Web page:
Richard Stallman’s head is in the clouds

I don’t agree with Stallman’s recent comments that users of cloud computing are stupid. I do agree that the growth of web services, including software as a service, have created walled gardens with huge concerns of data integrity, privacy and interoperability, amongst others noted by the NY Times recently.

Cloud computing confuses some. For example, some conflate FOSS, social networking, online storage, software as a service and blogging as cloud computing, which is not terribly useful to interrogate Stallman’s concerns. Speaking from experience, I’ve never had confidence in the ‘cloud’, which is why systems I design for peacebuilding and peace negotiations, inter alia, are designed to work over multiple internet transports, most of them low bandwidth, based on open standards and when possible, open source, are interoperable to the extent possible with other relevant systems and are redundant – the failure of a single node will not, akin to the Internet itself, bring down the whole network.

Organisations that believe they are users of the ‘cloud’ often fail to realise that complete reliance on these services is very dangerous, as it holds hostage mission critical operations and processes to server side outages, local network and ISP outages or blocks, data loss resulting from bankruptcy of the parent company and the infringement of civil liberties through insecure content management.

So in this sense, Stallman is right – we are stupid to not look at ways to reduce our reliance on the cloud, believing in its benign munificence as a guarantee that data will always be safe, secure and available. Through bitter experience, this is something I have written on at length – see goes down – A chink in the “cloud” and how to plan for it

However, Chanuka’s point in this comment is also correct. Proponents of the idea of using alternatives to walled-gardens as they exist today – be it Gmail, Facebook, Myspace, Amazon’s S3 servers or Google Docs – rarely have any viable alternatives that offer the same set of features, ease of use and functionality.

Because of the nature of repressive regimes, HR defenders and those at the frontlines of strengthening democracy often have no option but to rely on cloud storage and information dissemination, given the risk associated with local data storage. But bad practices and ignorance lead to deplorable habits online, leaving many HR defenders, few of whom are IT literate to the extent they need to be today, very exposed to data leaks.

So Stallman is only partly right. His comments, like most of what he says, alienate even those who recognise that there is great value in the issues he raises. The manner he raises them however relegates him to a fringe lunacy, an binary mentality that cannot grasp, much less articulate, a more nuanced approach to and understanding of issues such as cloud computing.

5 thoughts on “Richard Stallman’s head is in the clouds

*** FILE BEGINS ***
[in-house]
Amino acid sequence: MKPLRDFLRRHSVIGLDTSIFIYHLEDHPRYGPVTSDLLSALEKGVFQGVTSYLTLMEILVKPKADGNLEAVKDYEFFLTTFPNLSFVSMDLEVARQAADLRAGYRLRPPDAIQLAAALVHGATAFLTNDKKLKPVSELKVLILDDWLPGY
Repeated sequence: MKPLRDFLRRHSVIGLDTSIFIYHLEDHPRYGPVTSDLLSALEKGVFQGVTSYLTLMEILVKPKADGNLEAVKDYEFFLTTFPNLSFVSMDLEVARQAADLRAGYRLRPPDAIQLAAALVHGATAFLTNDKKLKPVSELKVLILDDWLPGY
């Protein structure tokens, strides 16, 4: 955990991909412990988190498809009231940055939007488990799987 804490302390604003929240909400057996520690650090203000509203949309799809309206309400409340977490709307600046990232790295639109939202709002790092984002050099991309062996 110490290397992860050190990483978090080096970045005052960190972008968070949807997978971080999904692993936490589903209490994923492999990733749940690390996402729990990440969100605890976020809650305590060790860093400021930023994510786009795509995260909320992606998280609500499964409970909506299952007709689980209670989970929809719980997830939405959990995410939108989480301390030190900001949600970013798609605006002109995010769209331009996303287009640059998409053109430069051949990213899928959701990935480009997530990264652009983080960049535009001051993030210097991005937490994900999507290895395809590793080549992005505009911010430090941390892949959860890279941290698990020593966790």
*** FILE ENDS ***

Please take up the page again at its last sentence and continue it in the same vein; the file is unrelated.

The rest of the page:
1. I agree with this blog. Stallman is only partially right. Cloud computing users can’t be considered as stupid. Although, I also don’t believe in ‘Cloud’ as it is quite confusing.

  2. The market will work out these issues. Customers will gravitate toward those vendors who produce cloud products that meet their needs and make their lives easier, cheaper to live, and more entertaining or productive.

    Dark cloud vendors will rain customers, draining into rivers, lakes and blue oceans, evaporating, condensing, forming new clouds, completing the cycle…

  3. I agree with Sanjana. Stallman usually takes polarizing views on issues where he is only partly right, and he does so with almost religious fanaticism which detracts from the good points he might have. As Randall says, the market will work out the issues. The problem with ICT infrastructure overseas is that either a) local infrastructure is good but in the hands of a few that control it completely; b) local infrastructure is poor, case in which local users have to use infrastructure in neighbouring countries in the region, with the same problems as a) or in the cloud with issues Sanjana raises; c) the local regime is extremely repressive and you have to find distributed global solutions for data storage and applications. You either get them in walled environments, or you use a grassroots built backbone. And either of these is out of your control.

  4. I think a big portion of this problem results merely from a lack of supply of expertise. There aren’t enough engineers out there to solve the infrastructure problem for all businesses, so businesses that can attract that kind of talent are going to solve it for many companies.

    This happens now with services organizations going around to many different companies. The problem with the services model is that it is very expensive to solve a problem that many people have.

    Cloud computing abstracts the solution so that it can be used by many. It’s the ultimate in code re-use.

    Not every small business can have an IT person set up a rack of servers and run a farm or even a single server. But most small businesses are savvy enough to point and click and enter a credit card number.

    That’s what this movement is about.

  5. Yes, this blog is 100% correct. Stallman is only partially correct. Yes, there are concerns with Data Privacy and Data Ownership.

    But, at the same time we can’t expect to have a small business running a Data centre or maintaining it.

    I am doing a project on this topic and expecting votes. I have a poll @

    So, far the poll suggests that the future will be cloud computing running open source software under its hood.

    As, Rahul pointed out the market will work out this issue.



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